The sale and trade of ivory has been a hot button among environmentalists and animal activists lately. Months after China initiated the largest ivory ban in history, Great Britain is following suit and getting serious about banning the sale and trade of all ivory items, regardless of how old they are (other bans, like the one in China, takes into account the age of the items being traded or sold).
This new legislation will mark the toughest action taken in Europe, and it’s among the strictest bans launched by any governing body in the world. The British environment secretary Michael Gove told the media that the ban is meant to protect elephants and that ivory should not be viewed as a status symbol or to boat one’s financial status.
The current law regarding the sale of ivory in Britain prohibits any items made from raw African elephant ivory. However, art items created before 1947 are permitted to be traded throughout the UK and European Union. Items created after 1947 that also have an attached government certificate can also be traded.
The new legislation will ban the sale of ivory products no matter what year they were created.
There will still be a few exceptions, though. If a musical instrument contains less than 20 percent ivory and it was made before 1975 it will be exempt from the ban. The same applies to items that were made before 1947 and contain less than 10 percent ivory. Experts will also have the ability to exempt any items deemed to be antiques (that are at least 100 years old), and determined to be of the rarest and most important of their kind.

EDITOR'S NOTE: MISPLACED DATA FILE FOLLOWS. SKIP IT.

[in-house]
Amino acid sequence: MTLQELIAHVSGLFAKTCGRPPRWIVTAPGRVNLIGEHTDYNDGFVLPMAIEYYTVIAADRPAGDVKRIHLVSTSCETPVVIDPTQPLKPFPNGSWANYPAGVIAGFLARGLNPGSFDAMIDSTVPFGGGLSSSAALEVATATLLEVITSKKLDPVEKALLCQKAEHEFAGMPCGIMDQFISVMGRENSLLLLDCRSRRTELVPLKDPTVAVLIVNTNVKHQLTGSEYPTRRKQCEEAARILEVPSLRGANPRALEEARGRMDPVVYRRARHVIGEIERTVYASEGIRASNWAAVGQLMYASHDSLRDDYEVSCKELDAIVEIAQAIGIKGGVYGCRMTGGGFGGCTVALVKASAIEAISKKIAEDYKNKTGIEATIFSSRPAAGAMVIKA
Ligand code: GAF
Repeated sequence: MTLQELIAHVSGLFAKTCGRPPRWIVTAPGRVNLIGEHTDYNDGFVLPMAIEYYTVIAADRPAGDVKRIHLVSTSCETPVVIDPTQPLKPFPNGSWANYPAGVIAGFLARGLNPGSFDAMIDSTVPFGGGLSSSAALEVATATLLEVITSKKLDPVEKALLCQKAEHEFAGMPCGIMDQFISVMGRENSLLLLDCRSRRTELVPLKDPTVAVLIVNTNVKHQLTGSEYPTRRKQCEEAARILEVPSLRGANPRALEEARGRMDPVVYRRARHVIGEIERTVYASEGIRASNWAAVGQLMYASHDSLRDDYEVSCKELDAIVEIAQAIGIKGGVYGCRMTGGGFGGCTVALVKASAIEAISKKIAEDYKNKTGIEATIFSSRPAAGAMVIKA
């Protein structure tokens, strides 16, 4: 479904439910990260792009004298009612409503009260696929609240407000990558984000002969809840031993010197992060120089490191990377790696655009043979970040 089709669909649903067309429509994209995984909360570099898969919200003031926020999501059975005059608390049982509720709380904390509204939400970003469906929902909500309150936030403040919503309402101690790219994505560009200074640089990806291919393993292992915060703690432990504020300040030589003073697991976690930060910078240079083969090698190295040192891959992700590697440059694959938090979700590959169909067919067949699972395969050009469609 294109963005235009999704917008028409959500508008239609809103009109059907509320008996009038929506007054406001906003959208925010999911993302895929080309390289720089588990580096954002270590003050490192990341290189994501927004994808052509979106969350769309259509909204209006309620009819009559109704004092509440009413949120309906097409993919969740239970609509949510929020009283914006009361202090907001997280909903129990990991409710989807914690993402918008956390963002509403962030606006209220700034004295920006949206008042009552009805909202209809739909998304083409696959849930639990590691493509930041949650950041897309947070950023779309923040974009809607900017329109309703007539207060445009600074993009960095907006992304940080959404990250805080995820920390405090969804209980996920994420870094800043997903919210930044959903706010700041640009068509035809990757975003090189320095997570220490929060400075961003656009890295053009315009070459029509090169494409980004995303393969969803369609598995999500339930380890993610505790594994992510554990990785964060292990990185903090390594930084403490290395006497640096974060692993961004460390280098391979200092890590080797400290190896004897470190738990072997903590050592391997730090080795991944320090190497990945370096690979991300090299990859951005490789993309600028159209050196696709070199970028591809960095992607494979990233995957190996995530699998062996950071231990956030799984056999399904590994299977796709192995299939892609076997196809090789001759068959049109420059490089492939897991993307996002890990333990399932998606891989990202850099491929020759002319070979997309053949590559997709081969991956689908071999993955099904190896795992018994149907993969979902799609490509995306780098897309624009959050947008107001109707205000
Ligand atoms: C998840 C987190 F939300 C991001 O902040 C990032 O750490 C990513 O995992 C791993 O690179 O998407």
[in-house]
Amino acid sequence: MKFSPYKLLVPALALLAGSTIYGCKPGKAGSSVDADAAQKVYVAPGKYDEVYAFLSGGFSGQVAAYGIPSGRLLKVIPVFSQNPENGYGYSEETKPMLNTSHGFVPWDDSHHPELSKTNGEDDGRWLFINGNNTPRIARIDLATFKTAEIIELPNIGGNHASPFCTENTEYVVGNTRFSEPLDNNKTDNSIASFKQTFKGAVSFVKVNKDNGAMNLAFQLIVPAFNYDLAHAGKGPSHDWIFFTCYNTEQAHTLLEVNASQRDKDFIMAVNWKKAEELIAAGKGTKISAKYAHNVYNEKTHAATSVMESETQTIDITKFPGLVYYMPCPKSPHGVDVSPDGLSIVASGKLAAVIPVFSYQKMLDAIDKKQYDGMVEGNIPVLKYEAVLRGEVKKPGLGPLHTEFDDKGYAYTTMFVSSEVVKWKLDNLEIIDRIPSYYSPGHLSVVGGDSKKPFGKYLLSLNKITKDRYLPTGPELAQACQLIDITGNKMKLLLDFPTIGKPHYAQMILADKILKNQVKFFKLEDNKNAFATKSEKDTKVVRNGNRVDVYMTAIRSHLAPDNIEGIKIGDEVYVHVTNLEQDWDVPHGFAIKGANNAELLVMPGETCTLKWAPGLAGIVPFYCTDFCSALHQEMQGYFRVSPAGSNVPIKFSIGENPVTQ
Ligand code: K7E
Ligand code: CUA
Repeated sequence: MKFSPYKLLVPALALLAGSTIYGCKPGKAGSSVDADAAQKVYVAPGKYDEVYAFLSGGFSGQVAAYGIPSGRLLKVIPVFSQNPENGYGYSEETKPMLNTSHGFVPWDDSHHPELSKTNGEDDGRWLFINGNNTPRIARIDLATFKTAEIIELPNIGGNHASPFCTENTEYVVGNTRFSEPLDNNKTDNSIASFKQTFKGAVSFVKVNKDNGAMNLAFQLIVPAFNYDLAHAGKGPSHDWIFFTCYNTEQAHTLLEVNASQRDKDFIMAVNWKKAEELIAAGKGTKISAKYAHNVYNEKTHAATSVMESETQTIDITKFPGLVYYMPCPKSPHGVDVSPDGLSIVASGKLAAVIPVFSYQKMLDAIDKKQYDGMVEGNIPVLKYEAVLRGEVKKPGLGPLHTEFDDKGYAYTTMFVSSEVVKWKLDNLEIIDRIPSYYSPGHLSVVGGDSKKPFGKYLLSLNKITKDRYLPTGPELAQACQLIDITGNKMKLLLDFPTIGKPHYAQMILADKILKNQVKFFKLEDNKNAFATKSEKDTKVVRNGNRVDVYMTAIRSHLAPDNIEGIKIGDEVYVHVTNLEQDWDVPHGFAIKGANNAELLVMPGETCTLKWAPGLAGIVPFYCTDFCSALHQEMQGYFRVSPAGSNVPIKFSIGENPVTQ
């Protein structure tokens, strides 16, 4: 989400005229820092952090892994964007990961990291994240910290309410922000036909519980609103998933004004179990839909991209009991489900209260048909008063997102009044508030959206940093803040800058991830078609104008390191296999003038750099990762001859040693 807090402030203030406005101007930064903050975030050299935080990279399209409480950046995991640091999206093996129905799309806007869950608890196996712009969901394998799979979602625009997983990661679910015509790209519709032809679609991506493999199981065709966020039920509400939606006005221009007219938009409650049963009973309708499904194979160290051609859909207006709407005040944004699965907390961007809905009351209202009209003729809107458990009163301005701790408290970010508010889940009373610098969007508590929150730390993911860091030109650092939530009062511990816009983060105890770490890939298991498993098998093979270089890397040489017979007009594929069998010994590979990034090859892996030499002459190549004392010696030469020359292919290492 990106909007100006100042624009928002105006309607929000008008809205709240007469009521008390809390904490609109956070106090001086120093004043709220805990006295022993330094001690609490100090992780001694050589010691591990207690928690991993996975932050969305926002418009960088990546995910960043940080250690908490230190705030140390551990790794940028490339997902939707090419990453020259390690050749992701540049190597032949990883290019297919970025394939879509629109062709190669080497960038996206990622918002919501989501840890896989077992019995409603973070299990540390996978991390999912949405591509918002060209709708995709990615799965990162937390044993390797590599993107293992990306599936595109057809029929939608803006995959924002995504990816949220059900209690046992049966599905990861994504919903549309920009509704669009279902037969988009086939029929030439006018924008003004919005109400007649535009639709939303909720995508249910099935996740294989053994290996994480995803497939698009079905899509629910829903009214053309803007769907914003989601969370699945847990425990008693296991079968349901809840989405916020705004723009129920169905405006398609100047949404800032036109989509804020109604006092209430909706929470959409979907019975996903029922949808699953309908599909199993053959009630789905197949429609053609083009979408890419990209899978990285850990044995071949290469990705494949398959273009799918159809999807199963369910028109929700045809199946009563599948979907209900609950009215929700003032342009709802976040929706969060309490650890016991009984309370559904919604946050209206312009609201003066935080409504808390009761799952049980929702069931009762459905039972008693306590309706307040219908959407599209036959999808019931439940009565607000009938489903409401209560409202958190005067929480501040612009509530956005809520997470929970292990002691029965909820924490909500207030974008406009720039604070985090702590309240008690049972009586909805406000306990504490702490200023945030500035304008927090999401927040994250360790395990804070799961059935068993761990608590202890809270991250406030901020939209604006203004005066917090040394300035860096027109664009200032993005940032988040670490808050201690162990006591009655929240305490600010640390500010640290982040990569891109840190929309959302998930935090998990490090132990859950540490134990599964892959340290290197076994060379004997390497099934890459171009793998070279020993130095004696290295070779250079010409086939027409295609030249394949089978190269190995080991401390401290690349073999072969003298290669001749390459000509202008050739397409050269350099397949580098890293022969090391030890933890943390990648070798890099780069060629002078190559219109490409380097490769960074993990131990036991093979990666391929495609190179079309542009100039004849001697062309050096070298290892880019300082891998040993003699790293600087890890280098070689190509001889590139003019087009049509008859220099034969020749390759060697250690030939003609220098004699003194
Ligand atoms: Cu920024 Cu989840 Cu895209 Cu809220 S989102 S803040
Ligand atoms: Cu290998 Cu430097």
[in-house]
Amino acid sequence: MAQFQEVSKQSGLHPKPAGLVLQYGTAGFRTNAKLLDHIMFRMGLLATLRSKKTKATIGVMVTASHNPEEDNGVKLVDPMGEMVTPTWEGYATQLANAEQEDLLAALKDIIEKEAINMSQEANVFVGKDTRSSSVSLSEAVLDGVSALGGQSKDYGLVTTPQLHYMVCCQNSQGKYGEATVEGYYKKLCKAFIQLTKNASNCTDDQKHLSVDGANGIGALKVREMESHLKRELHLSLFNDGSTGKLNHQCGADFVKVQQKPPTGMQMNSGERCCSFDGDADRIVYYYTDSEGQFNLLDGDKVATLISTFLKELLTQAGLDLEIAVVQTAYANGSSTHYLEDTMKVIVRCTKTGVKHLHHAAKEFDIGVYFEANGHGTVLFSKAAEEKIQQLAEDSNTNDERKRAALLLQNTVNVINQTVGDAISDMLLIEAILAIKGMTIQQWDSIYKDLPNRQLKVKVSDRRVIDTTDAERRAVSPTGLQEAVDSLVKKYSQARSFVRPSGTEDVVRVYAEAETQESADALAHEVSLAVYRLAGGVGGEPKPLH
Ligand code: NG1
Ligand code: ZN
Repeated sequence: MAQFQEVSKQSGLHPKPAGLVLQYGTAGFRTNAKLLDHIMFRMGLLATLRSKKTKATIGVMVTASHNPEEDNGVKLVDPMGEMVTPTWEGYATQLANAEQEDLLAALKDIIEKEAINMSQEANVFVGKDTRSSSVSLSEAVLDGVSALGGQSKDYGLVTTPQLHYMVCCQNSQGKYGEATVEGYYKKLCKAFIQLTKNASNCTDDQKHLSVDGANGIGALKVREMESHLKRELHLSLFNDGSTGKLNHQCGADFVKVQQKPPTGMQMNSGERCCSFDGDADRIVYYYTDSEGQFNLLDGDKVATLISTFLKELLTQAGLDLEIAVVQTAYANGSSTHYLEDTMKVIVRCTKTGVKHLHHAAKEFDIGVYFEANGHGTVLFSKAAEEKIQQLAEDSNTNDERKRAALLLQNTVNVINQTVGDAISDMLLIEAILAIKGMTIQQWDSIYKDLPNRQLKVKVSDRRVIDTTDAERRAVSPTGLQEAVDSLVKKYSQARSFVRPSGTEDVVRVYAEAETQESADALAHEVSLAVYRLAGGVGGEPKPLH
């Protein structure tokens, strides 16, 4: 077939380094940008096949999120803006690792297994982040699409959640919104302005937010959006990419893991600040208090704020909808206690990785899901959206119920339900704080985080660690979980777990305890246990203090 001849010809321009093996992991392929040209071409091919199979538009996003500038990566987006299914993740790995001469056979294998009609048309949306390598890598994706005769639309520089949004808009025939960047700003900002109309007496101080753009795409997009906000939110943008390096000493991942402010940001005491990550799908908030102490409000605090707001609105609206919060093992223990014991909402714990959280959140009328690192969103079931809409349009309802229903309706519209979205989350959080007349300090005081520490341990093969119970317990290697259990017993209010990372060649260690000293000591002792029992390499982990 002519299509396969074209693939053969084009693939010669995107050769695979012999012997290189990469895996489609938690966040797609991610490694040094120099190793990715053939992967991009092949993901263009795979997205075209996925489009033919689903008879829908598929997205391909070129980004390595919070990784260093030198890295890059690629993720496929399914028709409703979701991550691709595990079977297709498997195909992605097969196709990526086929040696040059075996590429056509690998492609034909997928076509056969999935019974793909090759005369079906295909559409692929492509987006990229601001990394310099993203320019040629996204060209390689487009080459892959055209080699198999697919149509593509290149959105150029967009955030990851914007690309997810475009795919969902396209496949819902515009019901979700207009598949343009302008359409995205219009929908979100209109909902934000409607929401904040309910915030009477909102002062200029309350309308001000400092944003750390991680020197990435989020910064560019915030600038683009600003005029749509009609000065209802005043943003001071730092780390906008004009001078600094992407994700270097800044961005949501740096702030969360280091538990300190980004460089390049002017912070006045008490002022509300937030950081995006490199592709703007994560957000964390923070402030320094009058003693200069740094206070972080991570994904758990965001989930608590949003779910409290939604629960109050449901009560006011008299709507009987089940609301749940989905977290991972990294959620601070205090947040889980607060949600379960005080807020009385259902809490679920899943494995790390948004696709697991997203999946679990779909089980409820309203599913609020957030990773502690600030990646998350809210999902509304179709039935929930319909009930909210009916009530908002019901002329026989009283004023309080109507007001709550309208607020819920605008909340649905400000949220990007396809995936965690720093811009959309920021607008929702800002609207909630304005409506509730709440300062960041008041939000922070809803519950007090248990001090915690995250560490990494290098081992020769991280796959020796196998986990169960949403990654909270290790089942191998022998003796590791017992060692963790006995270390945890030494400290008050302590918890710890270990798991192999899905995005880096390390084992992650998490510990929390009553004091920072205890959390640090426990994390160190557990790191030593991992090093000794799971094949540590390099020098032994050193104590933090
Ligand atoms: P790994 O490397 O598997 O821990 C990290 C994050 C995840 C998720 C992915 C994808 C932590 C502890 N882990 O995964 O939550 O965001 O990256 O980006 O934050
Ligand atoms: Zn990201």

Accredited museums, both in the U.K. and internationally, will also get a pass on the ban.
Experts hope that the ban will go a long way in protecting African elephants from poachers because the tusks will no longer have any value on the market.
While the legislation hasn’t yet gone into effect, those who violate the new law can face up to five years in jail and what’s being called an “unlimited” fine.